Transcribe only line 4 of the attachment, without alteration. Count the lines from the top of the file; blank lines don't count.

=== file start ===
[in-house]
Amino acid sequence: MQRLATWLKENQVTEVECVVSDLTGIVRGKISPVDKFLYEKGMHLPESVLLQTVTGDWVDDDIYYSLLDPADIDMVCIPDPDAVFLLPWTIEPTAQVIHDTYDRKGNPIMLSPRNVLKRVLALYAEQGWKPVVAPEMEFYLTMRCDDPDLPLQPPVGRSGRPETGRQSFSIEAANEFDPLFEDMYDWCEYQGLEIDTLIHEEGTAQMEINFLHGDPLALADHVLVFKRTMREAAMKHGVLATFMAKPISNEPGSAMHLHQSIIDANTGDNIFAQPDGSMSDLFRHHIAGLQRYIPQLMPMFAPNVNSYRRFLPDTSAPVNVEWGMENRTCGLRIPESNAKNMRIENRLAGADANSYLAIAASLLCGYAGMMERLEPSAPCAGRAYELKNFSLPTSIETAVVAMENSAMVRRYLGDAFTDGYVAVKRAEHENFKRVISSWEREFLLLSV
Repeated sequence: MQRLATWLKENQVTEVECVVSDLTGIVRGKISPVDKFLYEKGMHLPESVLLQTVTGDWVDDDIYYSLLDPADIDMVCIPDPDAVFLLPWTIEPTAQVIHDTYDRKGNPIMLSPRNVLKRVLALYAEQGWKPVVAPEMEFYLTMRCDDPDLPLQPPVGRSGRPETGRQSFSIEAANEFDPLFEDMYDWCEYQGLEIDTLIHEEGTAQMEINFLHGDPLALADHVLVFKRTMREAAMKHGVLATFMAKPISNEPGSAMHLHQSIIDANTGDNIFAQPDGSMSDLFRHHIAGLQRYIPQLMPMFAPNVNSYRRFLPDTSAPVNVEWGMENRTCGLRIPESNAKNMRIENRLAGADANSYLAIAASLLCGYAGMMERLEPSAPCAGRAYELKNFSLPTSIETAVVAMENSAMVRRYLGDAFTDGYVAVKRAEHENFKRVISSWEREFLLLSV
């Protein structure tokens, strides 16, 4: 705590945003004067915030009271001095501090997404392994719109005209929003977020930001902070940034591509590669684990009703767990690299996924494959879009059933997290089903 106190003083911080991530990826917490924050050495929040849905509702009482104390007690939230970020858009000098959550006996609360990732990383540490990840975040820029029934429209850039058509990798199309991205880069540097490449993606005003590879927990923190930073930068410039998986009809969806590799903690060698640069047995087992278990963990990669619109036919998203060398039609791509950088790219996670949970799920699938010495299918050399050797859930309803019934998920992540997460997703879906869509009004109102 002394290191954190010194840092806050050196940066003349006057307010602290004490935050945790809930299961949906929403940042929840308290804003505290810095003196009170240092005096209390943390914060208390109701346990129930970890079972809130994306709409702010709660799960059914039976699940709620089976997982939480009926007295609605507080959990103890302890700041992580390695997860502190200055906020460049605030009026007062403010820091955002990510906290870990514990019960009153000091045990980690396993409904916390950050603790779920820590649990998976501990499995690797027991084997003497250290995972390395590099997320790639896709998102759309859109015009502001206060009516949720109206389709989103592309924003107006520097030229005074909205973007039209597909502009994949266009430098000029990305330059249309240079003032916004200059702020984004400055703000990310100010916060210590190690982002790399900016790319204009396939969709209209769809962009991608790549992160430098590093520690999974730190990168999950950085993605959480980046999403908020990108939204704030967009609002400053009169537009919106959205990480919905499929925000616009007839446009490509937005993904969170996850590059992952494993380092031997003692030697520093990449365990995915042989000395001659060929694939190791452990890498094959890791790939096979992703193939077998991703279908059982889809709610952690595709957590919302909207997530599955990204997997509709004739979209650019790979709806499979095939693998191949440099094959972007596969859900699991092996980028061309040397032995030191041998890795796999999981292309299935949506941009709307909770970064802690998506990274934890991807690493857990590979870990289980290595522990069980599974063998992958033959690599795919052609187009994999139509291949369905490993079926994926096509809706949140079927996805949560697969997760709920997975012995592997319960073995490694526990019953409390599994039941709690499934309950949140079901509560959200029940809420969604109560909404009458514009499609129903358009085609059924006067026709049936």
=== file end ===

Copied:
């Protein structure tokens, strides 16, 4: 705590945003004067915030009271001095501090997404392994719109005209929003977020930001902070940034591509590669684990009703767990690299996924494959879009059933997290089903 106190003083911080991530990826917490924050050495929040849905509702009482104390007690939230970020858009000098959550006996609360990732990383540490990840975040820029029934429209850039058509990798199309991205880069540097490449993606005003590879927990923190930073930068410039998986009809969806590799903690060698640069047995087992278990963990990669619109036919998203060398039609791509950088790219996670949970799920699938010495299918050399050797859930309803019934998920992540997460997703879906869509009004109102 002394290191954190010194840092806050050196940066003349006057307010602290004490935050945790809930299961949906929403940042929840308290804003505290810095003196009170240092005096209390943390914060208390109701346990129930970890079972809130994306709409702010709660799960059914039976699940709620089976997982939480009926007295609605507080959990103890302890700041992580390695997860502190200055906020460049605030009026007062403010820091955002990510906290870990514990019960009153000091045990980690396993409904916390950050603790779920820590649990998976501990499995690797027991084997003497250290995972390395590099997320790639896709998102759309859109015009502001206060009516949720109206389709989103592309924003107006520097030229005074909205973007039209597909502009994949266009430098000029990305330059249309240079003032916004200059702020984004400055703000990310100010916060210590190690982002790399900016790319204009396939969709209209769809962009991608790549992160430098590093520690999974730190990168999950950085993605959480980046999403908020990108939204704030967009609002400053009169537009919106959205990480919905499929925000616009007839446009490509937005993904969170996850590059992952494993380092031997003692030697520093990449365990995915042989000395001659060929694939190791452990890498094959890791790939096979992703193939077998991703279908059982889809709610952690595709957590919302909207997530599955990204997997509709004739979209650019790979709806499979095939693998191949440099094959972007596969859900699991092996980028061309040397032995030191041998890795796999999981292309299935949506941009709307909770970064802690998506990274934890991807690493857990590979870990289980290595522990069980599974063998992958033959690599795919052609187009994999139509291949369905490993079926994926096509809706949140079927996805949560697969997760709920997975012995592997319960073995490694526990019953409390599994039941709690499934309950949140079901509560959200029940809420969604109560909404009458514009499609129903358009085609059924006067026709049936």